The GC-MS analysis showed that the principal components of S. salignus n-hexane extract were: palmitic acid, [gamma]-sitosterol, [beta]-amyrin, and lupeol, in addition to caryophyllene oxide. Sanchez-Munoz et al. (2012) reported n-hexane extracts of aerial parts of S. salignus from the Mexican state of Guerrero to contain caryophyllene oxide, whereas Perez-Gonzalez et al. (2013) reported nonacosane (10.11%), (Z,Z)-9.12octadecadienoic acid (7.5%), squalene (5.17%), and (Z,Z,Z)-9,12,15-octadecatrienoic acid (5%) as principal components of the chloroform extract of aerial parts of S. salignus.
The principal components of S. microphylla extract were: palmitic acid, (Z,Z,Z)-9,12,15-octadecatrien-1-ol, oleic acid, and [gamma]-sitosterol, in addition to caryophyllene and caryophyllene oxide. Lima et al. (2012) found (f)-caryophyllene (15.35%), a-eudesmol (14.06%), [beta]-eudesmol (8.74%), and Y-eudesmol (7.64%) as principal components of essential oil from aerial parts of S. microphylla.
This study showed potential for the use of S. salignus and S. microphylla n-hexane extracts against S. frugiperda larvae. Both plants contain bioactive compounds such as flavonoids, essential oils, diter penes, and triterpenes, which can act as an antifeedants (Tomas-Barberan & Wollenweber 1990). Also, palmitic acid and oleic acid showed insecticidal and juvenomimetic acivities against S. frugiperda larvae with larval viability values of 33.3 and 48.5%, respectively, when exposed to 1,600 ppm of palmitic and oleic acid, with respective LC50 values of 989 and 1,353 ppm, respectively (Perez-Gutierrez et al. 2011). These acids were present as principal components of n-hexane extract of S. microphylla, and palmitic acid was extracted from S. salignus. The [gamma]-sitosterol was reported as an active principle of acetone extract of stem bark of Vitexschliebenii Moldenke (Lamiaceae) against 3rd and 4th instar larvae of Anopheles gambiae Giles (Diptera: Culicidae) (Nyamoita et al. 2013), and this phytosterol also was a principal component of n-hexane extracts of S. salignus and S. microphylla. The [beta]-amyrin and lupeol isolated from Inulajaponica (Asteraceae) were determined to have acaricidal activity against Tetranychus cinnabarinus (Boisduval) (Acari: Tetranychidae) by Duan et al. (2011). In this study, these compounds were also present in S. salignus extract. Therefore, it is possible that the presence of palmitic acid, [gamma]-sitosterol, [beta]-amyrin, and lupeol in S. salignus n-hexane extract and that of palmitic acid, oleic acid, and [gamma]-sitosterol in S. microphylla n-hexane extract are responsible for insecticidal and juvenomimetic activities in the present study. These extracts could provide a botanical source of insecticides for alternative pest management of S. frugiperda.
The authors gratefully acknowledge the National Council for Science and Technology (CONACYT) for the master's degree program scholarship, the Autonomous University of Queretaro Institutional Program for Faculty Research (FOFI-UAQ) (FCQ201408), and Q. Candy Monserrat Romero Origel for helping us collect plant specimens. The authors declare no conflicts of interest, financial or otherwise.
Akin M, Demirci B, Bagci Y, Husnu CBK. 2010. Antibacterial activity and composition of the essential oils of two endemic Salvia sp. from Turkey. African Journal of Biotechnology 9: 2322-2327.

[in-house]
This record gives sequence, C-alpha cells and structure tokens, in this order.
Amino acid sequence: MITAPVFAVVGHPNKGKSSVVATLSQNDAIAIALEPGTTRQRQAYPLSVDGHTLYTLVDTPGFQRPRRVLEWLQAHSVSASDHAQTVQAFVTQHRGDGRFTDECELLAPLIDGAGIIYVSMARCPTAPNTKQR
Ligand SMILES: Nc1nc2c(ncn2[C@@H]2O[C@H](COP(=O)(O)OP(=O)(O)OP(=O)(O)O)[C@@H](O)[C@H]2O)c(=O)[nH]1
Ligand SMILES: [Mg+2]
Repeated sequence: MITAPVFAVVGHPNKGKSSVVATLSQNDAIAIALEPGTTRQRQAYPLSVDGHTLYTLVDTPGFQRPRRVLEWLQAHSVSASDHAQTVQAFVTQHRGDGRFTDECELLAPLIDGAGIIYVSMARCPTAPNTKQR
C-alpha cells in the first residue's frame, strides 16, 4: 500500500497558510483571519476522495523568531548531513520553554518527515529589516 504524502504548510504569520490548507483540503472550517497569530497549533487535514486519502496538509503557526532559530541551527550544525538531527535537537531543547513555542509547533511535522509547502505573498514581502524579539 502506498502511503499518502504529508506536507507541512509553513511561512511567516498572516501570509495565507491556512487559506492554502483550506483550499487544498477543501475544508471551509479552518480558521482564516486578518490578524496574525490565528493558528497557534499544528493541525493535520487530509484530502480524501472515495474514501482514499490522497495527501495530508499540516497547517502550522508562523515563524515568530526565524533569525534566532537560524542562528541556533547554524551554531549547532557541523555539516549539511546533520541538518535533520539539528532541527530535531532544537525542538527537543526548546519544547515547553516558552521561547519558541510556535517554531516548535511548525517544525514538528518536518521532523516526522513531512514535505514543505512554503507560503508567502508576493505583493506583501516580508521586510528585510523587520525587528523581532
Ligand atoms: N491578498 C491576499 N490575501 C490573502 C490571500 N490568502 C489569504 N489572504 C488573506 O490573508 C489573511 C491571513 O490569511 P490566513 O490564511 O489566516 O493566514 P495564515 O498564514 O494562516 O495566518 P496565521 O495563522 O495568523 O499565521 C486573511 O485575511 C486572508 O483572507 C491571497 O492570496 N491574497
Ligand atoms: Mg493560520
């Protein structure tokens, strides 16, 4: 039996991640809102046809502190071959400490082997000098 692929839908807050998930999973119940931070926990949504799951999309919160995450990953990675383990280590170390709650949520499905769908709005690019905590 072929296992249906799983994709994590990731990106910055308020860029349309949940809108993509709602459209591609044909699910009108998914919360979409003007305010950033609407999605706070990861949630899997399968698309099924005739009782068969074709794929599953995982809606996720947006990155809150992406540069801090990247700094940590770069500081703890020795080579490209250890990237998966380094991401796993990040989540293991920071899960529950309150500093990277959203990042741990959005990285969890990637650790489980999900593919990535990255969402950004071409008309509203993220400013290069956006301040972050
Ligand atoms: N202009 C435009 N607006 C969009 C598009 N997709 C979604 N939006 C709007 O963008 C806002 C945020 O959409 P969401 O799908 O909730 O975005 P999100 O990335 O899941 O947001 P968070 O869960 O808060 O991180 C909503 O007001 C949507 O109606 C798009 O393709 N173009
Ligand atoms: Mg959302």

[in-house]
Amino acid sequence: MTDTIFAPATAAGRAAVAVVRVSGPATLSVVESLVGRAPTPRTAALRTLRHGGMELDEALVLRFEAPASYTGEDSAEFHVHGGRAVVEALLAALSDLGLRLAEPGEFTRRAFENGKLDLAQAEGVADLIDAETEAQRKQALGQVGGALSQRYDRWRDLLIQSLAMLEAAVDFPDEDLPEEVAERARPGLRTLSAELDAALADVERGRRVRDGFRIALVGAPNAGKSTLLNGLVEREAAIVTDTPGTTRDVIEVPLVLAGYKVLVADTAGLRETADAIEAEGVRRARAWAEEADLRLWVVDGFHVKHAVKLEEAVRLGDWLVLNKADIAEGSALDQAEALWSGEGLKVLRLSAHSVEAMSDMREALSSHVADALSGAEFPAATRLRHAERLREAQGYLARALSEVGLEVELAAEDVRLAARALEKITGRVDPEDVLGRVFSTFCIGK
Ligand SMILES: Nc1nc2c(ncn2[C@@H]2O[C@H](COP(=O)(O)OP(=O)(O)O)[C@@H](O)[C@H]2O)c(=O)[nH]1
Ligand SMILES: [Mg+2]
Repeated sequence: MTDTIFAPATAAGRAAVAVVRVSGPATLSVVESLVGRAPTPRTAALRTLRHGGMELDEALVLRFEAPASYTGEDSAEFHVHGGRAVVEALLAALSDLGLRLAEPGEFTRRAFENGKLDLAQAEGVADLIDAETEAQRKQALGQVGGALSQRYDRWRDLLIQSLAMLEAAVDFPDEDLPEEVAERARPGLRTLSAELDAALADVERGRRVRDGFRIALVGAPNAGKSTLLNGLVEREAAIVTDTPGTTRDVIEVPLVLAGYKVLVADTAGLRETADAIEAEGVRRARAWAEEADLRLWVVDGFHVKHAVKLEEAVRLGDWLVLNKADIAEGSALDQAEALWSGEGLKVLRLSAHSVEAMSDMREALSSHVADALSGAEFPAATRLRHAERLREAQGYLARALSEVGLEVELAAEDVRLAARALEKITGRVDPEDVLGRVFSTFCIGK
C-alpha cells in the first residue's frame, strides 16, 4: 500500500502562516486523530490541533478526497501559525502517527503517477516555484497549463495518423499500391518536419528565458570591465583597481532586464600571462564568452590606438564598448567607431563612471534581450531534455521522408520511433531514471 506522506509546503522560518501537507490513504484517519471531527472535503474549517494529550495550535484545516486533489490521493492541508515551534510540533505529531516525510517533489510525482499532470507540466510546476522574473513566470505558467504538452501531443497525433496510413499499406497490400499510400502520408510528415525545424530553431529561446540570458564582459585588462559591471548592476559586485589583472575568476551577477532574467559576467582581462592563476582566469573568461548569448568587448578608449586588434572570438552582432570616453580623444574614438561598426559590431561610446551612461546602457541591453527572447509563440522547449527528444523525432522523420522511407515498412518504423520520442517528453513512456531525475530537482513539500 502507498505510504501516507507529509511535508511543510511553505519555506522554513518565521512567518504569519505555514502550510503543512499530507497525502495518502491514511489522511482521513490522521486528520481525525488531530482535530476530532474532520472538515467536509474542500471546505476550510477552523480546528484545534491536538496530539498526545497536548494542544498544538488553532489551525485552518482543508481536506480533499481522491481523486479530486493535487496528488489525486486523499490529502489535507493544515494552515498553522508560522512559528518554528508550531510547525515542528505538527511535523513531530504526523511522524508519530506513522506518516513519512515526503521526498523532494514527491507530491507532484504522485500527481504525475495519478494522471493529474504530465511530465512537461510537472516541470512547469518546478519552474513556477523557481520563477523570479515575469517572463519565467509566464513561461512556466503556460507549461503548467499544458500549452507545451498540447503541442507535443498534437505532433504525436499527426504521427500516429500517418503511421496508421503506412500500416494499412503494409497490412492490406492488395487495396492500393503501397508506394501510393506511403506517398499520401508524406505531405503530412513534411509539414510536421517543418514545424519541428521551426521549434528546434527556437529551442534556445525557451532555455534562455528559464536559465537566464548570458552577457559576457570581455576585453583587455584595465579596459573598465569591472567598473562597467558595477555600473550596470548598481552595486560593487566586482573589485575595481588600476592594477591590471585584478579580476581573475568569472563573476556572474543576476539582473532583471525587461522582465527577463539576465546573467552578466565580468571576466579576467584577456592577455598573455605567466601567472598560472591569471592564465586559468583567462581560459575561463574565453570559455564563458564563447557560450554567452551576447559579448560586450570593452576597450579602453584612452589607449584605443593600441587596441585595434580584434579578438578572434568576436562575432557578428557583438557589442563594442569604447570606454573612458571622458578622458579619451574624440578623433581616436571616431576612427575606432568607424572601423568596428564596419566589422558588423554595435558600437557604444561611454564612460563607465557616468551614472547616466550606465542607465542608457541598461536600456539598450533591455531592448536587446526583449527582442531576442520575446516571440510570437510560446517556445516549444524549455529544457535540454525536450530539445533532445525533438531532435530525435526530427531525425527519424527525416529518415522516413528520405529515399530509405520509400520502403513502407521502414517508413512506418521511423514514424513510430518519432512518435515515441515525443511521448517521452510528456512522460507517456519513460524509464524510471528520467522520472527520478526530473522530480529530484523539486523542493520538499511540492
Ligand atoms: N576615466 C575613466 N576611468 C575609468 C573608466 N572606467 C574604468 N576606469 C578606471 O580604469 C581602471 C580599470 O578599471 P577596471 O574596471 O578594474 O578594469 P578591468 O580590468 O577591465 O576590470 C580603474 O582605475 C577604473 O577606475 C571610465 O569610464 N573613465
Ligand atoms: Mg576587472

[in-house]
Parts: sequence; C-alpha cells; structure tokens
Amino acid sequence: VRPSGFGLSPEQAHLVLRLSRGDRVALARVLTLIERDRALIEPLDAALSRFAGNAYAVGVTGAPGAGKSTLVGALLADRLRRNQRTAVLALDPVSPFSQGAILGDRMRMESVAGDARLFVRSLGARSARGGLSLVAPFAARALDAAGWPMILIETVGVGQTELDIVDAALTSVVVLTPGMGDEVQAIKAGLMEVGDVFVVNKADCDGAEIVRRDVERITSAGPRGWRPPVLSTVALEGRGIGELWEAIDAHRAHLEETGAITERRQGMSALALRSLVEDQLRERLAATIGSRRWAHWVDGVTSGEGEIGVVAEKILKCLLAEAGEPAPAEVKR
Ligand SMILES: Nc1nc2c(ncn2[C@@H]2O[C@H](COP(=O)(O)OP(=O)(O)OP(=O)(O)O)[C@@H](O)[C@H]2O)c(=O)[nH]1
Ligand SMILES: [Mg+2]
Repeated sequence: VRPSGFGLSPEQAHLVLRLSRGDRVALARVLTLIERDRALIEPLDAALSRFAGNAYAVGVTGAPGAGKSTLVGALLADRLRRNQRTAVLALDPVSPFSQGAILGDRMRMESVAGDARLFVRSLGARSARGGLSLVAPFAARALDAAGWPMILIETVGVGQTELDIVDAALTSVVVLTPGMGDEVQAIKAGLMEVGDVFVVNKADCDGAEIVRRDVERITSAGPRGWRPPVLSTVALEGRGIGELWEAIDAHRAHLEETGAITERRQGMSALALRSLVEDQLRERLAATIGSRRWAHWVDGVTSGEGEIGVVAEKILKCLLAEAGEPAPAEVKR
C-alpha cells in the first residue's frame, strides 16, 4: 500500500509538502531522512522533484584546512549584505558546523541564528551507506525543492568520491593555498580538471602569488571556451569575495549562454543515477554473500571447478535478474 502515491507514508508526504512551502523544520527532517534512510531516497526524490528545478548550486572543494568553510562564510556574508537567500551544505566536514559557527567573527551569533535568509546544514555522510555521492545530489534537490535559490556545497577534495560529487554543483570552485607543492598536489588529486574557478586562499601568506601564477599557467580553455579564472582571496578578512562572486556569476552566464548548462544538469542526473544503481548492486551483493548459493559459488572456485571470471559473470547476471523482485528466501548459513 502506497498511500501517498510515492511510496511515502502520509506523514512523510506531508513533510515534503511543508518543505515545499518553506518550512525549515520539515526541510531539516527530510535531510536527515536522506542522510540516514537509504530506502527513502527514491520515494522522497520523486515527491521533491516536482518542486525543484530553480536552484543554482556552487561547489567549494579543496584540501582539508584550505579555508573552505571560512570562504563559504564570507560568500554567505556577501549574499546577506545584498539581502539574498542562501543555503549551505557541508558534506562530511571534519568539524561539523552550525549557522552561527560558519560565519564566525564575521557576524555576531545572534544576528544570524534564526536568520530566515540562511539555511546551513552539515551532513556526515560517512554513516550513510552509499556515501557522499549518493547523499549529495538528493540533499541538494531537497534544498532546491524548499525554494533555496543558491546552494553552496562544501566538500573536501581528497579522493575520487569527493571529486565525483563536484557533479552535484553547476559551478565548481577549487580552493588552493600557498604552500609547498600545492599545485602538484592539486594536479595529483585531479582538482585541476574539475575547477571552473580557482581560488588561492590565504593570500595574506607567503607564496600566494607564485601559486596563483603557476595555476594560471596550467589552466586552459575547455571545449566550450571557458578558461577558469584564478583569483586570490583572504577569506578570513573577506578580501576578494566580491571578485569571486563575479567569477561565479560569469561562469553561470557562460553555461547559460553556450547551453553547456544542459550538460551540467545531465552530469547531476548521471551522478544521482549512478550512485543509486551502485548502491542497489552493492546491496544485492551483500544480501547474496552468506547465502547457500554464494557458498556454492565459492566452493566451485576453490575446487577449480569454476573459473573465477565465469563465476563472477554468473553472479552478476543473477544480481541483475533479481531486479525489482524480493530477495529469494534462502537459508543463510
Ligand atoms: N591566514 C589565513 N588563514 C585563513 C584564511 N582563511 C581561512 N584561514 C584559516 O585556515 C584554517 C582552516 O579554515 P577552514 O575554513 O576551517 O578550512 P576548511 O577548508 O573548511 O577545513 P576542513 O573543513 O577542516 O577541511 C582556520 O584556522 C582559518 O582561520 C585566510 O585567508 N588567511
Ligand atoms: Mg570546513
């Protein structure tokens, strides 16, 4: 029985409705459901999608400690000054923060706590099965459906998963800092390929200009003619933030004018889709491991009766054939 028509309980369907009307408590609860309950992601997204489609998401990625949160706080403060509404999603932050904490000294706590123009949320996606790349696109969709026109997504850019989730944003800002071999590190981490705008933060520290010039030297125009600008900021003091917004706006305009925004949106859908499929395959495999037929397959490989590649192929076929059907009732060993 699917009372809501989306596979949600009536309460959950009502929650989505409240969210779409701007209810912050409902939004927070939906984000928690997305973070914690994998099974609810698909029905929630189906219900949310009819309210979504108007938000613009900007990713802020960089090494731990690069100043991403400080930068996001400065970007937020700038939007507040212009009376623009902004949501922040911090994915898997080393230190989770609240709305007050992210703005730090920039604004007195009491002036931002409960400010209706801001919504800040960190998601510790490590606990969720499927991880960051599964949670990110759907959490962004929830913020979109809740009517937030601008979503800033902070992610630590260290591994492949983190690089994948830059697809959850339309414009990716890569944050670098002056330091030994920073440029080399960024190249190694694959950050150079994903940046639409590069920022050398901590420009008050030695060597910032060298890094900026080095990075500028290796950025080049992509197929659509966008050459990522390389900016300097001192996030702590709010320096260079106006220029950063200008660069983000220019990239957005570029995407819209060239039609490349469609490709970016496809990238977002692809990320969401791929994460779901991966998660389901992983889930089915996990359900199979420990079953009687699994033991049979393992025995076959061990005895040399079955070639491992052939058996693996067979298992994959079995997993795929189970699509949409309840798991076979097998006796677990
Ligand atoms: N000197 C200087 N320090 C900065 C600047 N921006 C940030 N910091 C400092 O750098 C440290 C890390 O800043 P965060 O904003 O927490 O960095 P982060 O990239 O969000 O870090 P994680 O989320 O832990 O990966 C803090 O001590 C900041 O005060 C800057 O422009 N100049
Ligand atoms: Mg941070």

Andrews KL. 1988. Latin American research on Spodoptera frugiperda (Lepidoptera: Noctuidae). Florida Entomologist 71: 630-653.
Bergvinson DJ, Kumar H. 1997. Crfa masiva de insectos en el laboratorio de entomologfa del CIMMYT (Diatrea grandiosella, SWCB; Diatrea saccharalis, SBC; Spodoptera frugiperda, FAW y Helicoverpa zea, CEW) In Annual Research Progress Report 1996, Maize Entomology, CIMMYT, Mexico. Appendix 7.
Dominguez MD, Reina M, Villaroel L, Fajardo V, Gonzalez-Coloma A. 2008. Bioactive furanoeremophilanes from Senecio otites Kunze ex DC. Zeitschrift fur Naturforschung 63: 837-842.
Duan DD, Bu CY, Cheng J, Wang NY, Shi GL. 2011. Isolation and identification of acaricidal compounds in Inula japonica (Asteraceae). Journal of Economic Entomology 104: 375-378.
Fernandez J. 2006. Revision taxonomica de Salvia sect. siphonantha (Labiatae). Anales del Jardfn Botanico de Madrid 63: 145-157.
Kamatou GPP, Makunga PN, Ramogola NPW, Viljoen MA. 2008. South African Salvia species: a review of biological activities and phytochemistry. Journal of Ethnopharmacology 119: 664-672.
Lima RK, Gracas CM, Andrade MA, Guimaraes PL, Batista LR, Nelson DL. 2012. Bactericidal and antioxidant activity of essential oils from Myristica fragans Houtt and Salvia microphylla H.B.K. Journal of the American Oil Chemists' Society 89: 523-528.
Lopez PE, Rodriguez HC, Garza GR. 2010. Factores que optimizan la efectividad del polvo de rafz de Senecio salignus contra el gorgojo mexicano del frijol. Revista Fitotecnia Mexicana 33: 225-230.
Lopez-Perez E, Rodriguez-Hernandez C, Ortega-Arenas LD, Garza-Garcfa R. 2007. Actividad biologica de la rafz de Senecio salignus contra Zabrotes subfasciatus en frijol almacenado. Agrociencia 41: 95-102.
Nyamoita MG, Ester I, Zakaria MH, Wilber L, Ochola BJ, Ahmed H. 2013. Larvicidal and brine shrimp activities of Vitex schiliebenii extracts and isolated phytoecdysteroids on Anopheles gambiae Giles S.S larvae. Journal of Applied Pharmaceutical Sciences 3: 91-95.
Pavela R. 2004. Insecticidal activity of certain medicinal plants. Fitoterapia 75: 745-749.
Pavela R. 2011. Screening of Eurasian plants for insecticidal and growth inhibition activity against Spodoptera littoralis larvae. African Journal of Agricultural Research 6: 2895-2907.
Pavela R, Chermenskaya T. 2004. Potential insecticidal activity of extracts from 18 species of medicinal plants on larvae of Spodoptera littoralis. Plant Protection Science 40: 145-150.
Perez-Gonzalez C, Serrano-Vega R, Gonzalez-Chavez MM, Zavala-Sanchez MA, Perez-Gutierrez S. 2013. Anti-inflammatory activity and composition of Senecio salignus Kunth. BioMed Research International 2013: 1-4.
Perez-Gutierrez S, Zavala-Sanchez MA, Gonzalez-Chavez MM, Cardenas-Ortega NC, Ramos-Lopez MA. 2011. Bioactivity of Carica papaya (Caricaeae) against Spodoptera frugiperda (Lepidoptera: Noctuidae). Molecules 16: 7502-7509.